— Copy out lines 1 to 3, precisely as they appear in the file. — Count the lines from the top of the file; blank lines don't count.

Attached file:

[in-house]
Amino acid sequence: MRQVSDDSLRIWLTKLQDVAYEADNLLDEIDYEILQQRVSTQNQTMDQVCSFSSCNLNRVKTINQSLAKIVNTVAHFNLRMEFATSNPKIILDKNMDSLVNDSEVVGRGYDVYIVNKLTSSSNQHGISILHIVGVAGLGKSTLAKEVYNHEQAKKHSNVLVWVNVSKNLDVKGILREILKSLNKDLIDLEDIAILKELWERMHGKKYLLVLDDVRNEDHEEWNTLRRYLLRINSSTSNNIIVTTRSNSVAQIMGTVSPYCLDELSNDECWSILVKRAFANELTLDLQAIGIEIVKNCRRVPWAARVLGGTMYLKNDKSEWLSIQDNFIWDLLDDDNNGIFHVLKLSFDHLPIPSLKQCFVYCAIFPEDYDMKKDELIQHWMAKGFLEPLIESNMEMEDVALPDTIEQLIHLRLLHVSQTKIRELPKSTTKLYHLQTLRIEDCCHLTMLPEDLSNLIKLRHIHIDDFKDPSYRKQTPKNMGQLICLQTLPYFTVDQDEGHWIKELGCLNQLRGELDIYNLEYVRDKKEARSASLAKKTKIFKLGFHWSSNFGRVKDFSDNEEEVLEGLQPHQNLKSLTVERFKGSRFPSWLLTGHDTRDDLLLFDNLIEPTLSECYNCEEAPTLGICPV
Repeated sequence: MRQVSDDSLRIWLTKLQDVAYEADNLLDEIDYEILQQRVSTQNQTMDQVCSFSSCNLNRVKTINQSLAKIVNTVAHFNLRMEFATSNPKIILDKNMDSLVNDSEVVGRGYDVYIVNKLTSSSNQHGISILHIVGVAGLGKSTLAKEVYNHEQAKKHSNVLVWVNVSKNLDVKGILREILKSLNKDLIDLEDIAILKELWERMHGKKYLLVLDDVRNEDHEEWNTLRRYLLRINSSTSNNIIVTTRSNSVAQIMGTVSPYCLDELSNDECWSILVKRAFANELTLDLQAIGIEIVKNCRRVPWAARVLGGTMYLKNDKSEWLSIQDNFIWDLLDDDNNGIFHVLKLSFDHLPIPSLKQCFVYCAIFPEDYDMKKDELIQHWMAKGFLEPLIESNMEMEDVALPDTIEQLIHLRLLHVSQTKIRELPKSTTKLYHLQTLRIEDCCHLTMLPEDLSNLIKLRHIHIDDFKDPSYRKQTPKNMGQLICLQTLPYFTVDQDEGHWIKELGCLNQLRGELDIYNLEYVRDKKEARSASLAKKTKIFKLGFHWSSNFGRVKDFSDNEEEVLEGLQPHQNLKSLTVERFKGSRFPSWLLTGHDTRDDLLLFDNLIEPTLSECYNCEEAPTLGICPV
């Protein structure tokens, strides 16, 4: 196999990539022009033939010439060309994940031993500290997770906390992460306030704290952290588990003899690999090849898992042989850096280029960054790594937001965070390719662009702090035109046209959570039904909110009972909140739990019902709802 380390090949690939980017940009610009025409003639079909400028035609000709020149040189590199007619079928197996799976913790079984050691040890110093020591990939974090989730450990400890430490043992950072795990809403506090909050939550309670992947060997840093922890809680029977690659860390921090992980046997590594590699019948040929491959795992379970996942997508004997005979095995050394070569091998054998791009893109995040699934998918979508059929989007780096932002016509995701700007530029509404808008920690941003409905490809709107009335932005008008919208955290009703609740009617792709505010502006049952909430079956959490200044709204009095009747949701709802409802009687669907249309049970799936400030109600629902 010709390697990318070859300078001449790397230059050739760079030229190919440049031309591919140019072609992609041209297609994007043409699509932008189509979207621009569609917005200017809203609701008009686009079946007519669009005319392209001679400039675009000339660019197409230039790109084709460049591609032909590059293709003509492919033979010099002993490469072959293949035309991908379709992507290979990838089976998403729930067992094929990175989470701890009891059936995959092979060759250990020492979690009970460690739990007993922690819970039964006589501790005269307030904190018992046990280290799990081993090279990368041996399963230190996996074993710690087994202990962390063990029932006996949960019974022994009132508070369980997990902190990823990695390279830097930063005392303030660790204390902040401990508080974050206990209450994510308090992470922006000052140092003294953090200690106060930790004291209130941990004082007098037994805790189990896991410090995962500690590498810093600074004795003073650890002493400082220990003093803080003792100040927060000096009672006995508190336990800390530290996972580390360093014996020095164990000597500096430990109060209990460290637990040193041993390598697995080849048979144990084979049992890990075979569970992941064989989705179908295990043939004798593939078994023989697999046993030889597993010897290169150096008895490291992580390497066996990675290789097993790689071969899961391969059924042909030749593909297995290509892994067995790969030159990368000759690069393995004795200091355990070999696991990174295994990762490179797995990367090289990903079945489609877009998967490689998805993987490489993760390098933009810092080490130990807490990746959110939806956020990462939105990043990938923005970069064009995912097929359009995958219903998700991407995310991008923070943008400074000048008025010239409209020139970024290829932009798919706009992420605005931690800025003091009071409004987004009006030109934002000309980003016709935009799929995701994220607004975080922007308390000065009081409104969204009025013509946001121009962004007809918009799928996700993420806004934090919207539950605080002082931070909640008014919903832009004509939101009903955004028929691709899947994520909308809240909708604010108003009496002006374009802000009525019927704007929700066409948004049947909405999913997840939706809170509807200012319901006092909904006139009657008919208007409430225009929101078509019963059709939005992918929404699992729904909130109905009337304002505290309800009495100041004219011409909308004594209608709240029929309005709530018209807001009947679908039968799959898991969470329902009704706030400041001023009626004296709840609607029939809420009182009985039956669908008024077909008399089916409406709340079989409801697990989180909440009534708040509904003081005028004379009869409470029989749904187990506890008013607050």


[in-house]
Amino acid sequence: MRQVSDDSLRIWLTKLQDVAYEADNLLDEIDYEILQQRVSTQNQTMDQVCSFSSCNLNRVKTINQSLAKIVNTVAHFNLRMEFATSNPKIILDKNMDSLVNDSEVVGRGYDVYIVNKLTSSSNQHGISILHIVGVAGLGKSTLAKEVYNHEQAKKHSNVLVWVNVSKNLDVKGILREILKSLNKDLIDLEDIAILKELWERMHGKKYLLVLDDVRNEDHEEWNTLRRYLLRINSSTSNNIIVTTRSNSVAQIMGTVSPYCLDELSNDECWSILVKRAFANELTLDLQAIGIEIVKNCRRVPWAARVLGGTMYLKNDKSEWLSIQDNFIWDLLDDDNNGIFHVLKLSFDHLPIPSLKQCFVYCAIFPEDYDMKKDELIQHWMAKGFLEPLIESNMEMEDVALPDTIEQLIHLRLLHVSQTKIRELPKSTTKLYHLQTLRIEDCCHLTMLPEDLSNLIKLRHIHIDDFKDPSYRKQTPKNMGQLICLQTLPYFTVDQDEGHWIKELGCLNQLRGELDIYNLEYVRDKKEARSASLAKKTKIFKLGFHWSSNFGRVKDFSDNEEEVLEGLQPHQNLKSLTVERFKGSRFPSWLLTGHDTRDDLLLFDNLIEPTLSECYNCEEAPTLGICPV
Repeated sequence: MRQVSDDSLRIWLTKLQDVAYEADNLLDEIDYEILQQRVSTQNQTMDQVCSFSSCNLNRVKTINQSLAKIVNTVAHFNLRMEFATSNPKIILDKNMDSLVNDSEVVGRGYDVYIVNKLTSSSNQHGISILHIVGVAGLGKSTLAKEVYNHEQAKKHSNVLVWVNVSKNLDVKGILREILKSLNKDLIDLEDIAILKELWERMHGKKYLLVLDDVRNEDHEEWNTLRRYLLRINSSTSNNIIVTTRSNSVAQIMGTVSPYCLDELSNDECWSILVKRAFANELTLDLQAIGIEIVKNCRRVPWAARVLGGTMYLKNDKSEWLSIQDNFIWDLLDDDNNGIFHVLKLSFDHLPIPSLKQCFVYCAIFPEDYDMKKDELIQHWMAKGFLEPLIESNMEMEDVALPDTIEQLIHLRLLHVSQTKIRELPKSTTKLYHLQTLRIEDCCHLTMLPEDLSNLIKLRHIHIDDFKDPSYRKQTPKNMGQLICLQTLPYFTVDQDEGHWIKELGCLNQLRGELDIYNLEYVRDKKEARSASLAKKTKIFKLGFHWSSNFGRVKDFSDNEEEVLEGLQPHQNLKSLTVERFKGSRFPSWLLTGHDTRDDLLLFDNLIEPTLSECYNCEEAPTLGICPV